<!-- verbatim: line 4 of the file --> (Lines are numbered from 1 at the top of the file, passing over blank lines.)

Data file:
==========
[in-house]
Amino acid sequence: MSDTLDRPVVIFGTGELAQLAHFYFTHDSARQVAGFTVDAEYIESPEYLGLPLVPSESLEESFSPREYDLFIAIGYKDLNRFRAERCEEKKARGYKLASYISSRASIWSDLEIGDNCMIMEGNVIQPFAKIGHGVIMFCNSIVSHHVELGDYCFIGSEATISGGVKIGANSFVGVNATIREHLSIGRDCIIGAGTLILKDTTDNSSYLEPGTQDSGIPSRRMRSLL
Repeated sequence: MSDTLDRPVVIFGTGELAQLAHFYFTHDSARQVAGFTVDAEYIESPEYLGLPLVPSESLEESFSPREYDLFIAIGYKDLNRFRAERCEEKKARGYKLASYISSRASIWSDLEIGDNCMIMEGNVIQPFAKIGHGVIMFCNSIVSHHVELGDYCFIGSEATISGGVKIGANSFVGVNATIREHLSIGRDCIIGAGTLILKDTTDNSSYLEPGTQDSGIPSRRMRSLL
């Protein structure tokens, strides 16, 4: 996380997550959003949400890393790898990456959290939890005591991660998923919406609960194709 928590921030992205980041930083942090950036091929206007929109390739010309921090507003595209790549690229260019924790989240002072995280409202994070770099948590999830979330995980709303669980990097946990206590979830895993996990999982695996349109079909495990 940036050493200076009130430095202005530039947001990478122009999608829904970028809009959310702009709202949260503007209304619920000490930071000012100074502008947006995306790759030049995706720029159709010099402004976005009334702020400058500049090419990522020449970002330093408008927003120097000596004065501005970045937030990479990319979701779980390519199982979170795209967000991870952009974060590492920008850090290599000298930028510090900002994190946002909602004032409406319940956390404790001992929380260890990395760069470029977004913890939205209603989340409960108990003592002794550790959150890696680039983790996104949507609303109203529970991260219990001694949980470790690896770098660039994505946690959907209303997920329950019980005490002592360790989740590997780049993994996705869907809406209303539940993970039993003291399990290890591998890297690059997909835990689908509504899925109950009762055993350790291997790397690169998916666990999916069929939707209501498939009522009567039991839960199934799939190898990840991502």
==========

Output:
């Protein structure tokens, strides 16, 4: 996380997550959003949400890393790898990456959290939890005591991660998923919406609960194709 928590921030992205980041930083942090950036091929206007929109390739010309921090507003595209790549690229260019924790989240002072995280409202994070770099948590999830979330995980709303669980990097946990206590979830895993996990999982695996349109079909495990 940036050493200076009130430095202005530039947001990478122009999608829904970028809009959310702009709202949260503007209304619920000490930071000012100074502008947006995306790759030049995706720029159709010099402004976005009334702020400058500049090419990522020449970002330093408008927003120097000596004065501005970045937030990479990319979701779980390519199982979170795209967000991870952009974060590492920008850090290599000298930028510090900002994190946002909602004032409406319940956390404790001992929380260890990395760069470029977004913890939205209603989340409960108990003592002794550790959150890696680039983790996104949507609303109203529970991260219990001694949980470790690896770098660039994505946690959907209303997920329950019980005490002592360790989740590997780049993994996705869907809406209303539940993970039993003291399990290890591998890297690059997909835990689908509504899925109950009762055993350790291997790397690169998916666990999916069929939707209501498939009522009567039991839960199934799939190898990840991502």